But, there are situations where you want to know whether a Jupyter-notebook running on your remote server, but the Jupyter notebook was started on another desktop (e.g., your office desktop), (and now you are working at home from your laptop, and want to check whether the notebook is still running).

After you login to your Server where you Jupyter notebook was installed and running, you can use the following command to list runing notebooks.

$ jupyter notebook list

You will see a list of running notebooks in the terminal, if you have several running ones.

You can use the following command to kill specific notebook (identified by the port it runs the jupyter) that you would like to stop.

$ jupyter notebook stop 8888


Each server should start on a new port. jupyter notebook list is reading a set of data files – each notebook server you run writes a file when it starts up, and attempts to remove it when it shuts down. If you see different listed servers on the same port, that means some of them exited without successful removal of the file when it created (for example, unexpected shut down of the notebook would cause this happens).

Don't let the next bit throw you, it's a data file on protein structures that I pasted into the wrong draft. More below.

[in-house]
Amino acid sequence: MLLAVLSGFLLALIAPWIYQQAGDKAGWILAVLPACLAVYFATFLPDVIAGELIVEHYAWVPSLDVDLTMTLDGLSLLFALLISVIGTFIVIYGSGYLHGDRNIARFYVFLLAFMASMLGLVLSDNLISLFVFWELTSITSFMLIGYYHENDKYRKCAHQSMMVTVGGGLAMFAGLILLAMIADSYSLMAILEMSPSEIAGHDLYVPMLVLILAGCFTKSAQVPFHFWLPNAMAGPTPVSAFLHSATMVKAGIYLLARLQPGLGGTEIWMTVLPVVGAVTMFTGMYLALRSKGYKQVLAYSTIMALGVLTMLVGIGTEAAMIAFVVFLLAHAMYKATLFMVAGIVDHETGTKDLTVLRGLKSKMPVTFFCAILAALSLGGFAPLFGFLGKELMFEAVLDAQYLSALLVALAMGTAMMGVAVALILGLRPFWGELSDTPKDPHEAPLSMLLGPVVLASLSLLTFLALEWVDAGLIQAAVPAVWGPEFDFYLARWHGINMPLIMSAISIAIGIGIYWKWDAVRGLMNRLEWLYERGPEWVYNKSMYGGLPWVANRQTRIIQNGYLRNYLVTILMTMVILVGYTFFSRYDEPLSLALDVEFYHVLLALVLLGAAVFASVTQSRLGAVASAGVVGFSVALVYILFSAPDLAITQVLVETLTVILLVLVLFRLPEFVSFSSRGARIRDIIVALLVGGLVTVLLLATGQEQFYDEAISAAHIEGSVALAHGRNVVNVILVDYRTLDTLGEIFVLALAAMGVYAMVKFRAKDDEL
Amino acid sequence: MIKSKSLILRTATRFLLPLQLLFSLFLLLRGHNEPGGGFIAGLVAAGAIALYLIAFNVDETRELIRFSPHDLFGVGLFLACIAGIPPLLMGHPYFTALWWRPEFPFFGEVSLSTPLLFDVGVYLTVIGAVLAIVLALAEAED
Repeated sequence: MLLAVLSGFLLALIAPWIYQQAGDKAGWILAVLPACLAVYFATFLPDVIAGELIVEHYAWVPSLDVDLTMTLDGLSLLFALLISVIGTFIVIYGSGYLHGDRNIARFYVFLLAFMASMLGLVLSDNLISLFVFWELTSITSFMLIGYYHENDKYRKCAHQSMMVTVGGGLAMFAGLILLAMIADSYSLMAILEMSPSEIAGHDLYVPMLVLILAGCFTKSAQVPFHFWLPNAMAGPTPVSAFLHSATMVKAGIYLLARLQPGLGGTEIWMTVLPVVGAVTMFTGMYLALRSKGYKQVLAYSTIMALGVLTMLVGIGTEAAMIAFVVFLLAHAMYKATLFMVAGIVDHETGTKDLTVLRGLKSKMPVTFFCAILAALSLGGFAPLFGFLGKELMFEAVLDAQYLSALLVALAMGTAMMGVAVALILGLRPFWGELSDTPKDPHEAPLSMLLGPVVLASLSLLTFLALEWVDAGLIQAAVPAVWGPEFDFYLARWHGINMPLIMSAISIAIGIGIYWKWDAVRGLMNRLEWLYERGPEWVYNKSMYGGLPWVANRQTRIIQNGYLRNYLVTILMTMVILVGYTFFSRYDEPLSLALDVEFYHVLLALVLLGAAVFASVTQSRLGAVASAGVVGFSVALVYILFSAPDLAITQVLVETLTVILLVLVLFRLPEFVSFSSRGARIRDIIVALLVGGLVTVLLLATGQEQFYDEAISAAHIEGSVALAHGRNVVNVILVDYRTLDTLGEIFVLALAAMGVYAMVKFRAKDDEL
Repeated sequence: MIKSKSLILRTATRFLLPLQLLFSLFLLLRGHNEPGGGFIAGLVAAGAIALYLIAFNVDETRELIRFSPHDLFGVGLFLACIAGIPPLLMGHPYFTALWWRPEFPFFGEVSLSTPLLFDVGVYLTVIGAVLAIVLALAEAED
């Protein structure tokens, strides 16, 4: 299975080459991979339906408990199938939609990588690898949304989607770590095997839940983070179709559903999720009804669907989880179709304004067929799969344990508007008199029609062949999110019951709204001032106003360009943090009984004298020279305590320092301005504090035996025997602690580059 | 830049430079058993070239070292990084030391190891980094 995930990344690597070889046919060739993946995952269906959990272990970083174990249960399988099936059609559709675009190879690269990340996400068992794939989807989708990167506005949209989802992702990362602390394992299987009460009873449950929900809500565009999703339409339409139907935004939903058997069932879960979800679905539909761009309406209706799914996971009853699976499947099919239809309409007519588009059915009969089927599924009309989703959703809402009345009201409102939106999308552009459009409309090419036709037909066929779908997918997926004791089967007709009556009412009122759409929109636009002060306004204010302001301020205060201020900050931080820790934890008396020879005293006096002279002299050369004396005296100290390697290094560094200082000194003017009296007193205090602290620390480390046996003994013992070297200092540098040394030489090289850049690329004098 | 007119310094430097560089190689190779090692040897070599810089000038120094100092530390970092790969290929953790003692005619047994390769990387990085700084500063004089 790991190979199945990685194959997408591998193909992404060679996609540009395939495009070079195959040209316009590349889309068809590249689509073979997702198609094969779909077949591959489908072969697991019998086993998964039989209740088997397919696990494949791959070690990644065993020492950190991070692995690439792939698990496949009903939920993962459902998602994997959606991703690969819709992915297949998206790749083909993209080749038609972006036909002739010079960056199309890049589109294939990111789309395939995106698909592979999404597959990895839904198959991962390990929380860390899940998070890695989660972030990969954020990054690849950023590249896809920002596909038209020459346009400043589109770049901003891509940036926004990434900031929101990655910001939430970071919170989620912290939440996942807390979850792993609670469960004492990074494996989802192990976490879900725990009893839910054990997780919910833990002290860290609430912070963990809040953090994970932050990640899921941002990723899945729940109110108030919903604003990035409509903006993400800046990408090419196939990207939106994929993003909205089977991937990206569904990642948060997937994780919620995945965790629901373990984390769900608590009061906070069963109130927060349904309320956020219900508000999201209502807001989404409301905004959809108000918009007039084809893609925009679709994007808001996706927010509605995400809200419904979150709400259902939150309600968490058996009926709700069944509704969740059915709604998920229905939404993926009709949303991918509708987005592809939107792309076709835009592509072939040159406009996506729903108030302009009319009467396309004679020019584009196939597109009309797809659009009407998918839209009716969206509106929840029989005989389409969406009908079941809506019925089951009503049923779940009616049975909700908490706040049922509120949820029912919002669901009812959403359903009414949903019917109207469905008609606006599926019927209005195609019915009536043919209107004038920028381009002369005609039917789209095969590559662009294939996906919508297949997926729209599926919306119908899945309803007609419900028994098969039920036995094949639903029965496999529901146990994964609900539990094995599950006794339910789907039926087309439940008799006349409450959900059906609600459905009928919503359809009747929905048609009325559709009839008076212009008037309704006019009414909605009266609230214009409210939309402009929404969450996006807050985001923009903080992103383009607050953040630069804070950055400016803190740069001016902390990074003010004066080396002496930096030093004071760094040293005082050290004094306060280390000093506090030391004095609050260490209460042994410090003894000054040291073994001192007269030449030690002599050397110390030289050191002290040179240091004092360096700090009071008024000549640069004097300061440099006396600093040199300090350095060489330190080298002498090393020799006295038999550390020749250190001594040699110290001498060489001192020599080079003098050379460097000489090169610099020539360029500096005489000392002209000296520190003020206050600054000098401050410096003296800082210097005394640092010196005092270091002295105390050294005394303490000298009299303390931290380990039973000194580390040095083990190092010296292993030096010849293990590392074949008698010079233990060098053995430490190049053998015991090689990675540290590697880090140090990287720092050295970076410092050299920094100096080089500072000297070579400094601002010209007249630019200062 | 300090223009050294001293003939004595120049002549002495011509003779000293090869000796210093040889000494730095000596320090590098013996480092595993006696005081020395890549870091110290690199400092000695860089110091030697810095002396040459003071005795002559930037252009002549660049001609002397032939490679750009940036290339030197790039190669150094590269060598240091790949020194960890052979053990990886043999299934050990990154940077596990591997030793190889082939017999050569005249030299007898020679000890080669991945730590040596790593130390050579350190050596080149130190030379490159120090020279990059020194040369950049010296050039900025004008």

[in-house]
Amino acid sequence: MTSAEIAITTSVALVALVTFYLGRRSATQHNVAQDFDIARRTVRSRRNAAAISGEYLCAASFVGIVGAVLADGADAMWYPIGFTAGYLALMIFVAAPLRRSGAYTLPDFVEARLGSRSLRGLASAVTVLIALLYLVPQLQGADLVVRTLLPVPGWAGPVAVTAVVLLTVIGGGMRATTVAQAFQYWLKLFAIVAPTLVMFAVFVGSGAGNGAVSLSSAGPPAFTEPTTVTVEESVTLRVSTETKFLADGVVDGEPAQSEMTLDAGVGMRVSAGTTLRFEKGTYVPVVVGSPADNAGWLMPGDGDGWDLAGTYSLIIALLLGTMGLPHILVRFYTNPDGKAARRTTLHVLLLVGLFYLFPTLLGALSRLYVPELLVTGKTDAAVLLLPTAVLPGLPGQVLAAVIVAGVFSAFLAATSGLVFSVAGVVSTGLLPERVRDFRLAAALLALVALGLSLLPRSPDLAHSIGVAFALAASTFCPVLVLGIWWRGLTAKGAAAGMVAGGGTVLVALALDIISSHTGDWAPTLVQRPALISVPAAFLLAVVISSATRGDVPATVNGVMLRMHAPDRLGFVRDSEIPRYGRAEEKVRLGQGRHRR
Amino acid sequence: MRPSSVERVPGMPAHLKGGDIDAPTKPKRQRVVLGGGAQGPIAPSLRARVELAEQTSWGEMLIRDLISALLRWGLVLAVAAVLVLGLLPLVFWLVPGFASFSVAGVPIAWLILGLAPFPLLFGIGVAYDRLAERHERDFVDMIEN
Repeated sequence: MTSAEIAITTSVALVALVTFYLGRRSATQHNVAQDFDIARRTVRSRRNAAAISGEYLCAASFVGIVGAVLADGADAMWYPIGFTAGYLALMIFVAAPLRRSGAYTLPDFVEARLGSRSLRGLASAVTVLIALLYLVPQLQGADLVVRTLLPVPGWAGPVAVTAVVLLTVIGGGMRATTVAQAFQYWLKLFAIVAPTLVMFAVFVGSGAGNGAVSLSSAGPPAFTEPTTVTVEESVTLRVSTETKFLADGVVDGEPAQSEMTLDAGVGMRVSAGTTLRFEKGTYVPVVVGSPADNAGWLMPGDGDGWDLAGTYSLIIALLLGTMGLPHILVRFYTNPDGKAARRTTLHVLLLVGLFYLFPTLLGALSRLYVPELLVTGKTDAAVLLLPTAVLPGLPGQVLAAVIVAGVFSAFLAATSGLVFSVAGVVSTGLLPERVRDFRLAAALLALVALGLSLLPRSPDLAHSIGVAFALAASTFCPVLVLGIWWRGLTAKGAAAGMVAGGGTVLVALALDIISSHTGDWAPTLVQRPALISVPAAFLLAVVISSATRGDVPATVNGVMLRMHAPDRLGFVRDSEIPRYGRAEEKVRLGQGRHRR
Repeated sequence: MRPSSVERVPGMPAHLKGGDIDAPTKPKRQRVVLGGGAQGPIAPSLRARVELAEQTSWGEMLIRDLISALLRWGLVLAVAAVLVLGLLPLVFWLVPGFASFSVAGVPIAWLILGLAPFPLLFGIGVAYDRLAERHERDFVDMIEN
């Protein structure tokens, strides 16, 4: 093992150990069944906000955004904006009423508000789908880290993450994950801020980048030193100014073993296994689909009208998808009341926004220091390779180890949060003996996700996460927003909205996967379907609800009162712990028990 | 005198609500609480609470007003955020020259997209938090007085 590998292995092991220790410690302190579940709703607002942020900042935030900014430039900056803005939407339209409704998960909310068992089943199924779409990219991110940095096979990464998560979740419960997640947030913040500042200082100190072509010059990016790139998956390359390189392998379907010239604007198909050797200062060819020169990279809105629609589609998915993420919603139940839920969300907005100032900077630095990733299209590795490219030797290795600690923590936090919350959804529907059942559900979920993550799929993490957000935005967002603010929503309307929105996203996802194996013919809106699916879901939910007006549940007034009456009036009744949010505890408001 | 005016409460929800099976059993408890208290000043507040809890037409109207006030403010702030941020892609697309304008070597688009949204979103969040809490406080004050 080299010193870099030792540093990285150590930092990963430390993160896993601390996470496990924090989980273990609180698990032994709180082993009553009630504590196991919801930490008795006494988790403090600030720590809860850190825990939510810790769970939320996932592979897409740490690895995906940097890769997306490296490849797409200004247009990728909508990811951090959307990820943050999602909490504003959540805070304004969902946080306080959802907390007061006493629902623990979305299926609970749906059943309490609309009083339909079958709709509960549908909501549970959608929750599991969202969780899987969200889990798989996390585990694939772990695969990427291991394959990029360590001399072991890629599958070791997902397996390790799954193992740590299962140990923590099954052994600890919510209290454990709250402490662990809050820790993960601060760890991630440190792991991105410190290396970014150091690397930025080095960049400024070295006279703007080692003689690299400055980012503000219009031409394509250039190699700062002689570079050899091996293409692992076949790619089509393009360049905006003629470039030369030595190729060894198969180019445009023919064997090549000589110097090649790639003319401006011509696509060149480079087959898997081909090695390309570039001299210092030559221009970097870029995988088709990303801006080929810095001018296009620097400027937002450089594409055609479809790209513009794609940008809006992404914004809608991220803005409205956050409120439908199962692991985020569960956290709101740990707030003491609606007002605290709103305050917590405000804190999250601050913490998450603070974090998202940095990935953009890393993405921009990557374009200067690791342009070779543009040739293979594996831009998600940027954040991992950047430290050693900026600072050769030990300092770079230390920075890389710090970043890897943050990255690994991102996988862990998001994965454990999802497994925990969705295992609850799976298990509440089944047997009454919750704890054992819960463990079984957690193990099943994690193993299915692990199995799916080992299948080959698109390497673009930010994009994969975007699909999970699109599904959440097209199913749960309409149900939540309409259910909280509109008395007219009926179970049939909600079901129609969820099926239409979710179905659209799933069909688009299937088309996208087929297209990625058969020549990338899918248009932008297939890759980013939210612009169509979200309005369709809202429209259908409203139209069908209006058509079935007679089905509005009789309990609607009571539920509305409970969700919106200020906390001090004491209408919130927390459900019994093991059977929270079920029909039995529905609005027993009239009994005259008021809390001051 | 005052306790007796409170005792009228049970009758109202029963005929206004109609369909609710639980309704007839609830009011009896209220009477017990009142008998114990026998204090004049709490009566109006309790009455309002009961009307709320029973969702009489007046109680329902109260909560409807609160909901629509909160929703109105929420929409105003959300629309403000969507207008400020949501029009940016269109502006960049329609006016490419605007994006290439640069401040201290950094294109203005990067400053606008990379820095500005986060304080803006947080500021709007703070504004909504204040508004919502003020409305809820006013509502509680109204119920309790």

Run Jupyter Notebook script from terminal

Normally people run jupyter notebook via browser, but in some situation, we will need to run it from terminal, for example, when running the script takes long time.

This post introduces how to run a jupyter notebook script from terminal.

Solution  I:

runipy can do this. runipy will run all cells in a notebook. If an error occurs, the process will stop.

  • Install  runipy package
$ pip3 install runipy # for python 3.x 
$ pip install runipy  # for python 2.x
  • runipy command-line usages


  • To run a .ipynb file as a script, run:
$ runipy MyNotebook.ipynb
  • To save the output of each cell back to the notebook file, run:
$ runipy -o MyNotebook.ipynb
  • To save the notebook output as a new notebook, run:
$ runipy MyNotebook.ipynb OutputNotebook.ipynb